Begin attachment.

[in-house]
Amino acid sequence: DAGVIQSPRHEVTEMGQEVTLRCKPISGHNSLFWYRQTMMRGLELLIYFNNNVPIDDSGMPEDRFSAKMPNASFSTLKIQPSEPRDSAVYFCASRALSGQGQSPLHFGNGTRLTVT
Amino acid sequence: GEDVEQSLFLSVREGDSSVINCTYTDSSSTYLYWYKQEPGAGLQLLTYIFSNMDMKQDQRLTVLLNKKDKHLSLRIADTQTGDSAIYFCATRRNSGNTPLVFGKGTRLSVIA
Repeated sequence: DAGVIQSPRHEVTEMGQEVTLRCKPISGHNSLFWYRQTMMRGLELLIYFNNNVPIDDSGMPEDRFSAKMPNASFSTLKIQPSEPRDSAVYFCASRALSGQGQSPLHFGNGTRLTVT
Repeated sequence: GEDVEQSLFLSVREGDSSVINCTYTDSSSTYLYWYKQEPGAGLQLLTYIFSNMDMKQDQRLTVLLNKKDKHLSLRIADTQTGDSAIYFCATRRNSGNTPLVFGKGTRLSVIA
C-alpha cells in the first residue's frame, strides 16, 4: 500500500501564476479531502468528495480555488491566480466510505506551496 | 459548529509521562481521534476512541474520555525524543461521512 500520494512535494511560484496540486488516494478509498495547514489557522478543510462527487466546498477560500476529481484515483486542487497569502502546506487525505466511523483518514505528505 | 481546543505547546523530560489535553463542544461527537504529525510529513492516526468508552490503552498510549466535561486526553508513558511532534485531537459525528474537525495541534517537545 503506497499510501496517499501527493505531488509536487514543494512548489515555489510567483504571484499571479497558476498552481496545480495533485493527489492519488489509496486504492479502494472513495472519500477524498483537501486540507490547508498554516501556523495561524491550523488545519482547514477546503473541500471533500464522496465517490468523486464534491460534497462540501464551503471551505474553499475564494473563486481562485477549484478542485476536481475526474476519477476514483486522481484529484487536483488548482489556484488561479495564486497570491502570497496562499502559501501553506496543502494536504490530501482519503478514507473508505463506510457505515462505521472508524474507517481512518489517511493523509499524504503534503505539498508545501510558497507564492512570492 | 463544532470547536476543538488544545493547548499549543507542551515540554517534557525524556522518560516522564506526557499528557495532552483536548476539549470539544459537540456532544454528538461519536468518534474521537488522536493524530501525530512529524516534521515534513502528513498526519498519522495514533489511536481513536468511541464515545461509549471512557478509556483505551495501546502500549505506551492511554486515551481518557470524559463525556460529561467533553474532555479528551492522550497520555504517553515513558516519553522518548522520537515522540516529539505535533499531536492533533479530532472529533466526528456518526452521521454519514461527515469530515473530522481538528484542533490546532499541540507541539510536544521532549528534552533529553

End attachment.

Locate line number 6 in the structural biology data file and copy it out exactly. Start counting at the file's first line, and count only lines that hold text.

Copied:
C-alpha cells in the first residue's frame, strides 16, 4: 500500500501564476479531502468528495480555488491566480466510505506551496 | 459548529509521562481521534476512541474520555525524543461521512 500520494512535494511560484496540486488516494478509498495547514489557522478543510462527487466546498477560500476529481484515483486542487497569502502546506487525505466511523483518514505528505 | 481546543505547546523530560489535553463542544461527537504529525510529513492516526468508552490503552498510549466535561486526553508513558511532534485531537459525528474537525495541534517537545 503506497499510501496517499501527493505531488509536487514543494512548489515555489510567483504571484499571479497558476498552481496545480495533485493527489492519488489509496486504492479502494472513495472519500477524498483537501486540507490547508498554516501556523495561524491550523488545519482547514477546503473541500471533500464522496465517490468523486464534491460534497462540501464551503471551505474553499475564494473563486481562485477549484478542485476536481475526474476519477476514483486522481484529484487536483488548482489556484488561479495564486497570491502570497496562499502559501501553506496543502494536504490530501482519503478514507473508505463506510457505515462505521472508524474507517481512518489517511493523509499524504503534503505539498508545501510558497507564492512570492 | 463544532470547536476543538488544545493547548499549543507542551515540554517534557525524556522518560516522564506526557499528557495532552483536548476539549470539544459537540456532544454528538461519536468518534474521537488522536493524530501525530512529524516534521515534513502528513498526519498519522495514533489511536481513536468511541464515545461509549471512557478509556483505551495501546502500549505506551492511554486515551481518557470524559463525556460529561467533553474532555479528551492522550497520555504517553515513558516519553522518548522520537515522540516529539505535533499531536492533533479530532472529533466526528456518526452521521454519514461527515469530515473530522481538528484542533490546532499541540507541539510536544521532549528534552533529553